Science Questions

How do noise cancelling headphones work?

Sun, 5th Jun 2016

Part of the show Your Home In 2050


Mark Cobb asked:

How do active noise cancelling head phones work? If they play back loud ambient noise could it be dangerous to our ears?


Fanny Yuen  put this question to Trevor Cox, professor of acoustic engineering...White headphones from the 1970's, model

How do active noise cancelling headphones work? If they playback loud ambient noise, could they be as dangerous as listening to loud noises?

Fanny - Thanks Mark. I called up Dr Trevor Cox, Professor in Acoustic Engineering at the University of Salford to cut the rumble on this question.

Trevor - Well normal ear defenders that you might wear to protect yourself from damage from noise, normally have just a sort of cup which gets in the way, sort of physically block sound from the outside world into your ear canal. But what active noise control headphones do is they actually use electronics. So they have a little microphone on the outside that picks up the noise you donít want and on the inside of the cup theyíve got a little loudspeaker which plays the inverse of the sound and that cancels out the noise.

And I can give you an example here. Iíve taken a recording of the International Space Station and Iíve shown you what it might sound like inside active noise control headphones. So what will happen is youíll first of all here this noise which is all the machinery going one, and then I fade in the inverse of that noise on top of the original and youíll hear how it cancels out the original sound and virtually gets rid of itÖ

How the active control headphones remove the sound is by a process of interference. So if you can imagine a sound wave, you know, you often see them as a squiggling sine wave, a series of peaks and troughs. Just think of the ripples on top of a pond where youíve got peaks and youíve got troughs across the pond. What happens is youíve got that original noise and thatís got that sort of wavy pattern, and then youíve got the inverse of - literally imagine flipping it over so where there was a peak in the original, thereís a trough in this new sound that youíre trying to produce to cancel things out.  And when you add a peak to a trough you get nothing because the cancel each other out and it does that through the whole sound and thatís how it removes the noise and cancels it.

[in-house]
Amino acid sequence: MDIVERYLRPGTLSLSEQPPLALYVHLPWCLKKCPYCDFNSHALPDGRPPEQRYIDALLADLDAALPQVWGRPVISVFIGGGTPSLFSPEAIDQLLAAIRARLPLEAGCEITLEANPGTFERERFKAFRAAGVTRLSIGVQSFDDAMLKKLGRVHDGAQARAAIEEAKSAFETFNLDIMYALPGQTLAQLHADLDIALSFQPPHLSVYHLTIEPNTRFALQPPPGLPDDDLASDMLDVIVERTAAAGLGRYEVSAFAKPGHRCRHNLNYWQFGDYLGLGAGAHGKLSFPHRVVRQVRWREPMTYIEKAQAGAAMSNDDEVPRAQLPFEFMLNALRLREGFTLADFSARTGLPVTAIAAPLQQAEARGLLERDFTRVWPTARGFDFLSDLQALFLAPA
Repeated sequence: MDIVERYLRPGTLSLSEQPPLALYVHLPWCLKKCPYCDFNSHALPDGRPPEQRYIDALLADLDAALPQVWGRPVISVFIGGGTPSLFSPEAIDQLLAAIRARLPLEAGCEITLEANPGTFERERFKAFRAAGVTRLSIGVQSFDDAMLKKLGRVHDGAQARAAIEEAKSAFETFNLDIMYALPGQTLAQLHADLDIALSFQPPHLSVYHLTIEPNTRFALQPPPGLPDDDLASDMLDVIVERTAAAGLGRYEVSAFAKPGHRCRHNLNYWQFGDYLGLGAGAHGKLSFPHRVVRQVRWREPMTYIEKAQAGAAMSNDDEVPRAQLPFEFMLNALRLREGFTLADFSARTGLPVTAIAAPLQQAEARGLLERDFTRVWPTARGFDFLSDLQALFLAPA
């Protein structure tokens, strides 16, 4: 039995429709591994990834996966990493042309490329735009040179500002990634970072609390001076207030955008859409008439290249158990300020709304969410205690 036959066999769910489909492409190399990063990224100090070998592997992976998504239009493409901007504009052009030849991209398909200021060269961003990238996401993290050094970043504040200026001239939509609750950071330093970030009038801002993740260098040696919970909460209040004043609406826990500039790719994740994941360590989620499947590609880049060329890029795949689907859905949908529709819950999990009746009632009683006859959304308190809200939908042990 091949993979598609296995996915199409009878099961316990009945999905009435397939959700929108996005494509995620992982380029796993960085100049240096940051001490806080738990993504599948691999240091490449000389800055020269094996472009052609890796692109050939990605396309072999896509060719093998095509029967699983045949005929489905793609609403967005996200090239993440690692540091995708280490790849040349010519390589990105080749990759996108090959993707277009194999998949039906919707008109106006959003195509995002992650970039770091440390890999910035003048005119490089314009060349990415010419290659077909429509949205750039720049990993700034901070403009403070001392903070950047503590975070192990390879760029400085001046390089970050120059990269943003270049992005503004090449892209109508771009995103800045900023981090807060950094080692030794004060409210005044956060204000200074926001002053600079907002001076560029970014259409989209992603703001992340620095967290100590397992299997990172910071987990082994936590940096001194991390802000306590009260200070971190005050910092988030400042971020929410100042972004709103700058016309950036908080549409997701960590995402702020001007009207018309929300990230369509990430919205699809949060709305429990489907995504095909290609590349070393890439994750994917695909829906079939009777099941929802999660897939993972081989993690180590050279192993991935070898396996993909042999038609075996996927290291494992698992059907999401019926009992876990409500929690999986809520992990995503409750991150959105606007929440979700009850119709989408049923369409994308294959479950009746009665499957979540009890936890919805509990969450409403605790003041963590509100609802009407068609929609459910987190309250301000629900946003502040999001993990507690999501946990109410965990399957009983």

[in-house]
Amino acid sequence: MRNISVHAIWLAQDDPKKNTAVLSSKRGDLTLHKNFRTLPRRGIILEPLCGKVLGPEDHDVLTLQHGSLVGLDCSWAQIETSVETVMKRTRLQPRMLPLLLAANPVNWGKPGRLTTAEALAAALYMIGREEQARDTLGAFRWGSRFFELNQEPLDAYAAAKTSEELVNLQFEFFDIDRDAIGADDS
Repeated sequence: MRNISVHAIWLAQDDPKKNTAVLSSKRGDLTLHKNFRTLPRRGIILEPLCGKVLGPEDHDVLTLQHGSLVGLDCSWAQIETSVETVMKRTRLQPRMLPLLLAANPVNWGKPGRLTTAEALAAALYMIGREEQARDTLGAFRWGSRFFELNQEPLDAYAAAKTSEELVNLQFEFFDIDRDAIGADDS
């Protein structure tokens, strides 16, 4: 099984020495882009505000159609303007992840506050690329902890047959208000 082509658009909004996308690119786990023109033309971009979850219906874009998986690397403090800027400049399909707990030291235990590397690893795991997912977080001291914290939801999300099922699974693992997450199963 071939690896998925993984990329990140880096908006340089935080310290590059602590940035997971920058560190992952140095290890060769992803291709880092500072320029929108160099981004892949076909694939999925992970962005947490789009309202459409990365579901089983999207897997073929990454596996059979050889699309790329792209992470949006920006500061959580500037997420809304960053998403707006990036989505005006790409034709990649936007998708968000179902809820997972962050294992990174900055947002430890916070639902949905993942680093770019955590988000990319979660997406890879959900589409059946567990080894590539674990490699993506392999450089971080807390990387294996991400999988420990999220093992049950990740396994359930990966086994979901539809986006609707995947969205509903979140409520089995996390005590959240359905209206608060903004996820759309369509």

Fanny - So if you play two noises itís going to be twice as loud but, if you play one sound and then invert it, so that the peaks and the troughs cancel each other out, then actually you get no noise at all. And you wonít hurt your ears?

Trevor - Well yes, if you imagine you were just in your kitchen and you put a kettle on, and you put another kettle on, itís obviously just going to get louder, thatís because all the peaks and troughs are randomly arranged. When one kettle is making a sound it has no relationship to whatís going on in the other kettle. But, if I was to take a recording of the first kettle and to invert it, so to flip around the peaks and the troughs, and play it out of a loudspeaker next to the kettle, then these peaks and troughs would exactly align and, if you do it properly, you get nothing. Of course, with active control headphones there's a little bit left over because nothingís perfect.

Fanny - A big thanks to Professor Trevor Cox from the University of Salford.

Next time weíre going to untangle our tentacles with this question from Android:

Iíve heard that octopus are colourblind, so how can they so reliably match their background colours when they camouflage themselves?


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No. Noise cancelling means just that. alancalverd, Thu, 19th May 2016

It is true that noise-canceling headphones are optimized for reduction of noise in the human hearing range (approximately 50Hz to 20kHz for a child).

They do this by measuring and reducing the sound pressure in the ear canal. If they are working properly, there will not be dangerous levels of audible noise in the ear canal.

However if there were considerable amounts of ultrasound (above 20kHz) or infrasound (below 50Hz) in the environment, the headphones would probably not do a good job of canceling it.
The microphone, amplifier and loudspeaker coil will have a certain frequency response, which is not so good outside the audible range.
For digital devices, the Digital Signal Processor (DSP) will have a certain sampling rate, eg 44kHz (as used in CD players), and in this case, frequencies above about 20kHz will not be processed or canceled
Passive ear cushions will filter out some ultrasound, but will not be so effective at filtering out infrasound.

See: evan_au, Fri, 20th May 2016

An engineer described NC as follows in a way I found easy to understand. The goal is to stop the headphone housing from vibrating. Ordinarily, noise strikes and vibrates headphone material, which in turn vibrates the air on the air inside, and so sound passes to the ear. Where the headphone material not to vibrate, then no outside noise can pass through. Active noise cancellation stops the headphone housing from vibrating, by doing all it can to hold the material dead still.
When the pressure wave pushes, then the headphone housing pushes back on the sound. When the pressure wave sucks, the headphone sucks back in the opposite direction. The mic on the outside tells the active element when, and with what volume, to push and pull. The sound waves strike an immovable object and ideally all of it is reflected away, non passing through to the ear.
Erichiggs, Wed, 8th Jun 2016

The hearing function is quasi logarithmic hence the efficiency of the noise cancelling can be expressed in db how good are they ?.
syhprum, Sat, 11th Jun 2016

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